Legalese — New Grandparent Visitation Law

Not too long ago, I wrote a general column about the new laws that went into effect on July 1 of 2022 in Georgia.  I mentioned how some of them were very targeted and would only affect a limited number of people.  Some are more broad, sweeping changes that are more likely to affect the lives of every-day Georgians.

One of those more broad laws is the change to grandparent visitation laws.  Senate Bill 576, sponsored by Senator Strickland of the 17th District, doesn’t so much change as clarify the grandparent visitation laws in Georgia.  Prior to these changes, the law was fairly broad, and said that the court should consider whether or not visitation was in the best interest of the child, and whether or not failure to have that visitation would be harmful to the child. 

Needless to say, that non-specific standard led to a wild variety of results that were largely unappealable.  When a decision is left to the discretion of a judge, and the decision is based on something so ill-defined and personal as ‘best interest’ and ‘emotional harm’ it is almost never a legal error that an appellate court will overturn. 

Let’s take a step back for a moment.  For a grandparent visitation case to be filed in the first place, there has to be something going south in the family to begin with.  Imagine how troubled the family must be for a parent to sue his or her own child in order to get the right to see the grandchildren.  There has to be a real clash in family values, or someone in jail, or someone who has died, or someone who is hospitalized long term, as well as a clash of the in-laws for that circumstance to occur.  Kind of by definition, if those circumstances are in place, the children involved have troubles.  Maybe the grandparents are the source of the problem.  Maybe they aren’t.

Generally speaking, the courts do –and should—defer to the parents in making parenting decisions.  Parents have a fundamental right to decide how their children are raised.  Whether or not I or you agree with those decisions, they aren’t ours to make.  However, those rights are not iron-clad – when the parents’ decisions harm the children, the parents’ rights have to be weighed against the children’s rights to be free from harm.

So.  Circling back to SB 576, this new law attempts to define ‘best interest’ and ‘harm’ by listing the types of things a court should consider in making those decisions.  The court now has to find by ‘clear and convincing evidence’ that the health and welfare of the child will be harmed if visitation is not granted and that the visitation is in the child’s best interest.  “The mere absence of an opportunity for a child to develop a relationship with a grandparent shall not be considered as harming the health or welfare of the child when there is no substantial preexisting relationship between the child and such grandparent.”  In other words, if the child and grandparent didn’t already have a real relationship, this law doesn’t exist to create one.

The law goes on to say that in making that decision, “In considering whether the health or welfare of the child would be harmed without such visitation, the court shall consider and may find that harm to the child is reasonably likely to result when, prior to the death, incapacitation, or incarceration of the child’s parent: (A) The minor child resided with the grandparent for six months or more; (B) The grandparent provided financial support for the basic needs of the child for at least one year; (C) There was an established pattern of regular visitation or child care by the grandparent with the child; or (D) Any other circumstance exists indicating that emotional or physical harm would be reasonably likely to result if such visitation is not granted.”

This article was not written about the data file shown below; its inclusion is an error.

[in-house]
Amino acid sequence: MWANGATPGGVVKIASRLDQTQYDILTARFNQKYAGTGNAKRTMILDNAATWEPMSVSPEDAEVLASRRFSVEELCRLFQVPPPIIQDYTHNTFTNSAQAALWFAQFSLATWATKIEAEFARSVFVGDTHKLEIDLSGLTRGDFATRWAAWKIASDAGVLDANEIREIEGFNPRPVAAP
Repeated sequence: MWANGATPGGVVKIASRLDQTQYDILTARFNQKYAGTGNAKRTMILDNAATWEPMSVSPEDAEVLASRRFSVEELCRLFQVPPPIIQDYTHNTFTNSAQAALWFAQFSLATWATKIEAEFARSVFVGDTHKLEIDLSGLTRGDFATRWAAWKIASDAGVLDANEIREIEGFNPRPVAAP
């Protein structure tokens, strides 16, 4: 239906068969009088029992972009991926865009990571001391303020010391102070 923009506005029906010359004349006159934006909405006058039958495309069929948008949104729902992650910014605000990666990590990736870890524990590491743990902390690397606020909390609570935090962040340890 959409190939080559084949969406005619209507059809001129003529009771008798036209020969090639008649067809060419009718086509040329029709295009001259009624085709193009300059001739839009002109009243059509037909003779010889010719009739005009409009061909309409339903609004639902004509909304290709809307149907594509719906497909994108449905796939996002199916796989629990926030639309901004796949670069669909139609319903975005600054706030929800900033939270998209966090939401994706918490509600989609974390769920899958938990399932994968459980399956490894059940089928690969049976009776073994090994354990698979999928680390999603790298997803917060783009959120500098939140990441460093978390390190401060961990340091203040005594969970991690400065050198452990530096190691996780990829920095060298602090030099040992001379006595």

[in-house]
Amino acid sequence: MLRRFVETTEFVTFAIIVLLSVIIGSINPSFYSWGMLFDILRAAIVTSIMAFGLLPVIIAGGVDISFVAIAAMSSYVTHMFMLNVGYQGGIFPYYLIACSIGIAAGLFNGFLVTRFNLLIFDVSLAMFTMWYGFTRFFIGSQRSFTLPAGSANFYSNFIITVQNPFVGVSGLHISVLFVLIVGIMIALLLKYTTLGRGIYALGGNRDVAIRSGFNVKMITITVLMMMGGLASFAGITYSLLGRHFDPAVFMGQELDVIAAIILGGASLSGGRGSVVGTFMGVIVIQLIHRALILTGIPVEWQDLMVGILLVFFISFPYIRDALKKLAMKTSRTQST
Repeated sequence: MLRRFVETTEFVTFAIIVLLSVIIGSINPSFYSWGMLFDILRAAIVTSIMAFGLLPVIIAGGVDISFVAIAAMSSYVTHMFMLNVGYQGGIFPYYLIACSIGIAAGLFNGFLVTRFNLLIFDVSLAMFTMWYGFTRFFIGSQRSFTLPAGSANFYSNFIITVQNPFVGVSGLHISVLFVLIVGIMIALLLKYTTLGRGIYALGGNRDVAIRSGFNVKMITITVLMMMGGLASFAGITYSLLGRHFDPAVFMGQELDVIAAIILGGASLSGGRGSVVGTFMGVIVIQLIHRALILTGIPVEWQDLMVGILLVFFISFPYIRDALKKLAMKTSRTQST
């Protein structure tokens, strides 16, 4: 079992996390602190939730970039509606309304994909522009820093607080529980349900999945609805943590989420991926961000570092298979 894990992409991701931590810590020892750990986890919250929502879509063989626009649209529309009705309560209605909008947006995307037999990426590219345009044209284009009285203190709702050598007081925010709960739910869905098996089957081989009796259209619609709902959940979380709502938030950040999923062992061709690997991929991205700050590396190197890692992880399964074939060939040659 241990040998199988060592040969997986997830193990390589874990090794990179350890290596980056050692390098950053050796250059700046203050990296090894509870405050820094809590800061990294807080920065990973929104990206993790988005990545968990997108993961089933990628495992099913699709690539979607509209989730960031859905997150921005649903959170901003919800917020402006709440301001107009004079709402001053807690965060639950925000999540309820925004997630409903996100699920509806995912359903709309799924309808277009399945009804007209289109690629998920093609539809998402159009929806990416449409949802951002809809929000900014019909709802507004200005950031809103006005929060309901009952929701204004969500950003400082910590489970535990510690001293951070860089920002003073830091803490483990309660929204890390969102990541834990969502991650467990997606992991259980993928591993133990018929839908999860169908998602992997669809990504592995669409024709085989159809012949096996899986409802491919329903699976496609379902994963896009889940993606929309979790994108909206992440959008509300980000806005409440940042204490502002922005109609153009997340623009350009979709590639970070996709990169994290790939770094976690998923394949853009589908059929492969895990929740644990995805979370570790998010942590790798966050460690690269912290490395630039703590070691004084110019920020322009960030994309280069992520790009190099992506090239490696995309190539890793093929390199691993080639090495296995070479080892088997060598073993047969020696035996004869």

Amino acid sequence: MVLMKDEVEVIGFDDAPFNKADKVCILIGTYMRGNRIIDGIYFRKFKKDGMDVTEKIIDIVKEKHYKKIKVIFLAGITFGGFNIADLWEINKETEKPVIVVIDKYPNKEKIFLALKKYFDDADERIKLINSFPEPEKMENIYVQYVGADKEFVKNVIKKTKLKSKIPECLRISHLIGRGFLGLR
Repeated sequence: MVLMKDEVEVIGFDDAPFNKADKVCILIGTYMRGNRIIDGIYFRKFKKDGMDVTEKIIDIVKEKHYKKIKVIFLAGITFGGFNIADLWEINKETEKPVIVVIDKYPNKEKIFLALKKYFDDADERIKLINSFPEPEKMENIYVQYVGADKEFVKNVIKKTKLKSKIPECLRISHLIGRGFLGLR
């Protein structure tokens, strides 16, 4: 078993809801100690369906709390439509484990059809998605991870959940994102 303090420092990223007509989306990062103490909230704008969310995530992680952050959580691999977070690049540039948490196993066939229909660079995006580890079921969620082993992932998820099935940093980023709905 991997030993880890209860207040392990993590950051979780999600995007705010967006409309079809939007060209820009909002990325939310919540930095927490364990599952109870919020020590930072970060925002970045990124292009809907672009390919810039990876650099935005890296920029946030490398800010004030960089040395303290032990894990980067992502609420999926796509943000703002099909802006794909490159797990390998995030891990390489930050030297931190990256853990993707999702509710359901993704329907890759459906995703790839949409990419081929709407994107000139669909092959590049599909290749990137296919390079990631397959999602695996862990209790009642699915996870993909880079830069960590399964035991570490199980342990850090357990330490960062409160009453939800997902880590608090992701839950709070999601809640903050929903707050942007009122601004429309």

If those circumstances exist, it creates a ‘rebuttable presumption’ that visitation should be granted.  A ‘rebuttable presumption’ is when the court can assume that visitation is a good idea, and it is up to the person saying it isn’t to prove otherwise. 

As with all custody and visitation cases, parental, etc., consider this: the more people who love a child, however imperfectly, the better.  Usually, it’s not a good idea to let your own personal grudges get in the way of allowing your child to experience the love and affection of relatives.  If I only had relationships with the people I didn’t have problems with, I wouldn’t have relationships with many people.  Think to yourself: yes, you have problems with your Mom or your Mother in Law.  But what harm is a two-hour dinner with your son actually going to do?  If she is a drug addict who is likely to be under the influence and physically harm your child, by all means withhold unsupervised visitation.  But if she’s just a person whose politics or religion you disagree with or someone you find unpleasant?  An age-appropriate conversation with your child about your own values will likely be a decent remedy.

Just my two cents.     

Nothing in this article should be construed as legal advice. It is being offered for informational purposes only.

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